There are six separate freight lines running through town joining in the freight yard down the small hill where the diesel engine of the yard goat ran all night at idle, only occasionally revving up for switching cars. Unseen yet the thrum of deepest bass vibrates bones, looking up from the sound the endless journey of light from the most distant star from travel to knowledge, having arrived to move with brightness the organs of sight.
fundamental harmonic instantly alters
one one one one the one
Across the street and across the tracks catty-corner from the yard, public in an ordinary blue-collar way the diner is a beacon of sanctuary, silvered steel untarnished almost stainless, with tabletop mini-jukeboxes of 50s chrome bending reflections into inviting pools, three songs for a quarter. The relief of thirty-five cent coffee when poor, the nutrient-rich liver and onions with gravy and mashed potatoes for three dollars, flipping through metallic song-leaves like bookends, a luxury as though traveling in a first-class dining car back to that star.
o small change ( —
n everywhen then as if
l i were safe/sane as
Commentary on the examples
The examples here are not meant as rubrics. In the first example, “mice,” some temporal deformation (temporal oxymoron) is presented with the use of mixed tense forms: “eat at,” “fed them,” “when we sit,” “to be on time,” “encircled us,” “will silently await.” In examples two and three, “freight yard” and “diner, shifts in time are weaker. For freight yard: “there are six,” “the yard goat ran,” “vibrates bones,” “looking up,” “light from … instantly alters … having arrived.” In “diner,” the last example, spatial overlays are presented to create pan-temporality, through a compression of eras: the diner itself (1920s-on), the 50s chrome, the present moment of “across the street,” and as well, linkage to the prior two examples, via “back to that star.” The metacognitive element, as central strand though the three examples, is autobiography.
Semagrams need not be occasioned by realism. The time-center of an event can be spread or deformed by considering precursors occurring simultaneously with effects; an equality of image or action across all events in time. This may occasion a “new realism,” where finite material-physical reality and immanent-immaterial realities are mixing freely or loosely, spontaneously; a gathering and expansion through incorporating a wider skein of being than grammar and style usually allow.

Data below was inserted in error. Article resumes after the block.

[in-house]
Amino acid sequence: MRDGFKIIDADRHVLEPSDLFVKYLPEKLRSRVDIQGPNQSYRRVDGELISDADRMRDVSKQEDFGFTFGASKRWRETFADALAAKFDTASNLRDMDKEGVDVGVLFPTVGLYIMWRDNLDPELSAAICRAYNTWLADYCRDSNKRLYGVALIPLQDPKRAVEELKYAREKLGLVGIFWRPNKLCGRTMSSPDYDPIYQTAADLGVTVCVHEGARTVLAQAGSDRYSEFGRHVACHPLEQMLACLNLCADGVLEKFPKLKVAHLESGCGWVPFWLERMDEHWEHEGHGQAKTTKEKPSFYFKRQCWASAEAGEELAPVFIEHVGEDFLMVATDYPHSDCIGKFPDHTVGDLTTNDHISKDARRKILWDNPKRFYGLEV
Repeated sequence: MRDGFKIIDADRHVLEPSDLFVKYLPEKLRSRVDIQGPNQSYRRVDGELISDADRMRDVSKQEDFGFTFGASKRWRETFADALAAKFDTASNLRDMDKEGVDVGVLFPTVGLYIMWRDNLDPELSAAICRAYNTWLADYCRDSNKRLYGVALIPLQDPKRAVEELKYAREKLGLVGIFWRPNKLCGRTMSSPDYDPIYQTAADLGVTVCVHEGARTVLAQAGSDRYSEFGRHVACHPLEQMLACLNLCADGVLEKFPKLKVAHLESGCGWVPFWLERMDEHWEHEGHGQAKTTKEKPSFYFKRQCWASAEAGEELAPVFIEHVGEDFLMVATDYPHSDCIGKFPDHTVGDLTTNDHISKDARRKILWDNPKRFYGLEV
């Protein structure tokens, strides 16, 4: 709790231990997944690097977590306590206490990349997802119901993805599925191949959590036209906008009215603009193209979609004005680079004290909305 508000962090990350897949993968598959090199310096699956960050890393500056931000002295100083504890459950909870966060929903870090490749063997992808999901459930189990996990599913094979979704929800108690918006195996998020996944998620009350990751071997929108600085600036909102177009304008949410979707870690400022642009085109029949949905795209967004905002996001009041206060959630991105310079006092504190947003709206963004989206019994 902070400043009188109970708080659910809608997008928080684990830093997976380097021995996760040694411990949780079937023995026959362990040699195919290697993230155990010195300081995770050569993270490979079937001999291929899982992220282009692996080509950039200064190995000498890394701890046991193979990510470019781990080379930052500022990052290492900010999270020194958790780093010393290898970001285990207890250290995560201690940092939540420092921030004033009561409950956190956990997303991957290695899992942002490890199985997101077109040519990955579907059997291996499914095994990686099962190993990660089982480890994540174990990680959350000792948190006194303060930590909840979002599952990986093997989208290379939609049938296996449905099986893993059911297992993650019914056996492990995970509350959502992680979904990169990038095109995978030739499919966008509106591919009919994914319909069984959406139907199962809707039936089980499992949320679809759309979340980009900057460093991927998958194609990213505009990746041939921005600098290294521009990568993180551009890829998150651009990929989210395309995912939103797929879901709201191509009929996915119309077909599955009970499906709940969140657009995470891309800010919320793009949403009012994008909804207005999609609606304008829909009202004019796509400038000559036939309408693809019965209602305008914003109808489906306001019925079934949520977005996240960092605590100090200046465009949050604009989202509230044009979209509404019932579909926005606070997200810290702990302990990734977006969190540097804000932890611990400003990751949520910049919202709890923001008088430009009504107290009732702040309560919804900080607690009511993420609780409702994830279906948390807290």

Temporality is spread or blended, so that the result, or ending, may appear almost simultaneously with a cause/beginning—and the three times of past, present and future can merge, or abruptly shift. The poem-story becomes like a nexus that rays out, a cross-temporal star, and expositions generally deform grammar to accomplish this.
A haiku (or short poem) can be optionally included with the prose, as in the examples above. Temporal shift, stretch, or ambiguity may range from strong to weak.
Semagrams are flexible in exposition, they may be prose only, or similar to haibun (prose with haiku), or a variety of short-form poetry. The poem may be as short as a paragraph; paragraphs can be presented serially (as above), and linked. Authors are also free to lineate semagrams as they see fit.
Story of Your Life, additional excerpts
My thoughts were becoming graphically coded. There were trance-like moments during the day when my thoughts weren’t expressed with my internal voice; instead, I saw semagrams with my mind’s eye, sprouting like frost on a windowpane.